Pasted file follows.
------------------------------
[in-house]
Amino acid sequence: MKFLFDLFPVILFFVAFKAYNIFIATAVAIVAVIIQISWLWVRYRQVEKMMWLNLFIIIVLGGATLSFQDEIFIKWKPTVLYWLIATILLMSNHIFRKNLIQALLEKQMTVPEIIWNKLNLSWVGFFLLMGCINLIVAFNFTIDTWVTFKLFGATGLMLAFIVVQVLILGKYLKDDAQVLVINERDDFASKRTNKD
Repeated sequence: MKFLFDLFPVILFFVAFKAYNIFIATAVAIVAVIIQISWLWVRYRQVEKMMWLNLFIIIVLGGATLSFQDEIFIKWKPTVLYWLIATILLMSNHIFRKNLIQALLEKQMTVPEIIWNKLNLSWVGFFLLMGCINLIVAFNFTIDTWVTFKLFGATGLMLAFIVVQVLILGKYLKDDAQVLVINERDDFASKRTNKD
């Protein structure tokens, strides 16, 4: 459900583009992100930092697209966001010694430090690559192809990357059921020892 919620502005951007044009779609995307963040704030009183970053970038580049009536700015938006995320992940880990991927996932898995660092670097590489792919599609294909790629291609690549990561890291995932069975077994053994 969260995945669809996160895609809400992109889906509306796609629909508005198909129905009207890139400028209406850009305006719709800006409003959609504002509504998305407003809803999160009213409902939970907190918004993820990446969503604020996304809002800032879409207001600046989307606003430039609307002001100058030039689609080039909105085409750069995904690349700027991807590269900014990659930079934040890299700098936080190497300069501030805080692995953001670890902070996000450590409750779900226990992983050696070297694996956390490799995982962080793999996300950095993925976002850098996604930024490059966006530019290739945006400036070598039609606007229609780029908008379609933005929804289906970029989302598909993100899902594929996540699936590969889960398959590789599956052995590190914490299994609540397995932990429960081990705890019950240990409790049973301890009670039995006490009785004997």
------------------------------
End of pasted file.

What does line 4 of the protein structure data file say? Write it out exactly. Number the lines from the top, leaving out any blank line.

């Protein structure tokens, strides 16, 4: 459900583009992100930092697209966001010694430090690559192809990357059921020892 919620502005951007044009779609995307963040704030009183970053970038580049009536700015938006995320992940880990991927996932898995660092670097590489792919599609294909790629291609690549990561890291995932069975077994053994 969260995945669809996160895609809400992109889906509306796609629909508005198909129905009207890139400028209406850009305006719709800006409003959609504002509504998305407003809803999160009213409902939970907190918004993820990446969503604020996304809002800032879409207001600046989307606003430039609307002001100058030039689609080039909105085409750069995904690349700027991807590269900014990659930079934040890299700098936080190497300069501030805080692995953001670890902070996000450590409750779900226990992983050696070297694996956390490799995982962080793999996300950095993925976002850098996604930024490059966006530019290739945006400036070598039609606007229609780029908008379609933005929804289906970029989302598909993100899902594929996540699936590969889960398959590789599956052995590190914490299994609540397995932990429960081990705890019950240990409790049973301890009670039995006490009785004997």